Ken Grazier (Geek-Craft): Millennium Blades is one of the most complex, most niche, and weirdest games I’ve ever played. It’s a board game about playing a collectible card game. It has so many card interactions that the rules include a blurb about “Infinite Loops” and how to deal with them because they can come up. It has meta humor about sci-fi shows, real card games, and movies. If you’re at all curious, find someone with a copy and buy them a coffee. Sit down, talk about the game with them. When you’re done, plan on a multi-hour game fest that is unlike anything else you’ve ever played.

Eric Yurko (What’s Eric Playing?): Millennium Blades! This is currently the only 10/10 game that I’ve written about and it’s one of my favorite games. Sure, that’s partially because I love the theme, but the game is amazing! You start off as friends who want to become Millennium Blades World Champion, and by the time the game’s finished you’ve bought, sold, traded, played, and fused so many cards that you feel like you’re a world champion Millennium Blades player. Add in timed rounds for deckbuilding, a literal bamboozle of playable sets, and a cooperative mode in the expansion and you’ve got a game that just keeps fighting to get your attention. It’s strange and beautiful and complicated and wacky and exactly what board games should aspire to be -- an odd labor of love that might not be perfect, but is everything it tries to be.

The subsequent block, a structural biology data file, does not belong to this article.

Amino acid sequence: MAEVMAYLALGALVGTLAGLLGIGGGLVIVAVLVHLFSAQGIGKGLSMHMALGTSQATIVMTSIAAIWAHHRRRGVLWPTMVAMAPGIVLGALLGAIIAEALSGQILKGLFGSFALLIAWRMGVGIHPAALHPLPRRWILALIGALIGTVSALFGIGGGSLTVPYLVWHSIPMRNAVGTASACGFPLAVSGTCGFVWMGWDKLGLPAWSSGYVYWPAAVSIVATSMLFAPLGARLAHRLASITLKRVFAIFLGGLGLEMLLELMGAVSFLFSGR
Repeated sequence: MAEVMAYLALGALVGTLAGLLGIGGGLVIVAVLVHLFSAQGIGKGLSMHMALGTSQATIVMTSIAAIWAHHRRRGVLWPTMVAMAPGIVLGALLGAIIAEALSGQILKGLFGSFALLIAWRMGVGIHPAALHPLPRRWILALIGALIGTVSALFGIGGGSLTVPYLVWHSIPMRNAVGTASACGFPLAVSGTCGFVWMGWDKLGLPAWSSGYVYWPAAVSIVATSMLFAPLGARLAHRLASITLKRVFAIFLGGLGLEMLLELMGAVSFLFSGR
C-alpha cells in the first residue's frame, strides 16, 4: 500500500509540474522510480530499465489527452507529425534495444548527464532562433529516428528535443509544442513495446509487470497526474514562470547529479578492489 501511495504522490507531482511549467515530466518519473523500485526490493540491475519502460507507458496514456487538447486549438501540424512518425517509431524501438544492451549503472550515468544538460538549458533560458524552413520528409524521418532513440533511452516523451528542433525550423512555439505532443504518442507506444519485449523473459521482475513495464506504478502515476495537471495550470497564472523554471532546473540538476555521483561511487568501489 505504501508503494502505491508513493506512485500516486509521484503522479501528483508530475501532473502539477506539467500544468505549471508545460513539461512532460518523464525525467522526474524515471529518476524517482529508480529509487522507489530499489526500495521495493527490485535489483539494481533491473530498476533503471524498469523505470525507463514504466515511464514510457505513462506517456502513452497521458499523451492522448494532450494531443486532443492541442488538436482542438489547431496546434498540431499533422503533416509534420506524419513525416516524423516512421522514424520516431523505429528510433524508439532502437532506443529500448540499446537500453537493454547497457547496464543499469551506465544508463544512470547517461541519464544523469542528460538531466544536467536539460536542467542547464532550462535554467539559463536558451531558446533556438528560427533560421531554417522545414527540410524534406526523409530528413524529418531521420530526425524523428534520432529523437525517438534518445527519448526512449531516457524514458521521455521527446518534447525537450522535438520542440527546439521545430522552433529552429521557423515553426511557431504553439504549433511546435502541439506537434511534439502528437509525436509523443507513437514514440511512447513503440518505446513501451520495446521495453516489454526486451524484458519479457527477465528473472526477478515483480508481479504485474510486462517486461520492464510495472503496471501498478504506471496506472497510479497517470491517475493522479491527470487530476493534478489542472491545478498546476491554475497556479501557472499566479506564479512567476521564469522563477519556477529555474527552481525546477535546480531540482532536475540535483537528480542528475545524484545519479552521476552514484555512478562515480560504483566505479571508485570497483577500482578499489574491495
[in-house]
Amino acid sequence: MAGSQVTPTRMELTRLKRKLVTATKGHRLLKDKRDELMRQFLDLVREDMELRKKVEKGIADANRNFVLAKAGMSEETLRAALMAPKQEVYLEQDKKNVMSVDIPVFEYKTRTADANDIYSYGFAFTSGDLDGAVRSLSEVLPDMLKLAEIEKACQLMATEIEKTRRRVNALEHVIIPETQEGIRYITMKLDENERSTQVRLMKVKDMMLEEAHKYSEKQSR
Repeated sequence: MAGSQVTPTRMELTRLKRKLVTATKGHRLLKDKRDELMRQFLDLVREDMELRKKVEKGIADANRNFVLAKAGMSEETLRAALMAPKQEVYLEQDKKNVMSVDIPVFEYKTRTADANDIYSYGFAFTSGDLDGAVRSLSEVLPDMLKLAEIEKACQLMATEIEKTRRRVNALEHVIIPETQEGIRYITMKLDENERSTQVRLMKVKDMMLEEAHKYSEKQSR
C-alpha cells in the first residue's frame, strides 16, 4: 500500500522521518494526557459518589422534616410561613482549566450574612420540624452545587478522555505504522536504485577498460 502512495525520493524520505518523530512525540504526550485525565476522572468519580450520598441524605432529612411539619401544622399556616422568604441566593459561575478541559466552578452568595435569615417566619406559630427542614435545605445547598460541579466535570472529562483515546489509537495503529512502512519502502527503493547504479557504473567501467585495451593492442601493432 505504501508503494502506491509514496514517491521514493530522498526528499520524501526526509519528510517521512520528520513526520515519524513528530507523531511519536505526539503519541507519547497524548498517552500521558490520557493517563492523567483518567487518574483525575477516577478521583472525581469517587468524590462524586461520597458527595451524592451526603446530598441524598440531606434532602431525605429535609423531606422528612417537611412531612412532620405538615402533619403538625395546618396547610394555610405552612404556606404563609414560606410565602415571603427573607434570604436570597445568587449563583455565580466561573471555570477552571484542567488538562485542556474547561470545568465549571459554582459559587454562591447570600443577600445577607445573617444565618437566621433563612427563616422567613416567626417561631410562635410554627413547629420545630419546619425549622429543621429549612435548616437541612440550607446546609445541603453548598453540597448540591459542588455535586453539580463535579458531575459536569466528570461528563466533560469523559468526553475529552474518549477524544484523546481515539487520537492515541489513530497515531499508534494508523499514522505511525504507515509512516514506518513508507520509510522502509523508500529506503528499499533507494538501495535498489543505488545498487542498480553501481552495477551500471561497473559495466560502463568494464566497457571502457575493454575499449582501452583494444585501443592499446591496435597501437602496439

Brandon Kempf (WDYPTW): So many cards. Honestly, that's what I remember about my one play of Millennium Blades. But what I also remember was the thematic tie to everything that you do in the game. It's a meta game, through and through. A card game about playing in a card game tournament where you have to build your deck before competing. Such a wonderful idea, I just wish I had the time and the group to play this more often. 

Links to reviews of Millennium Blades


Thanks for reading, next time on The PBM Big List of Games, we go to SPACE!!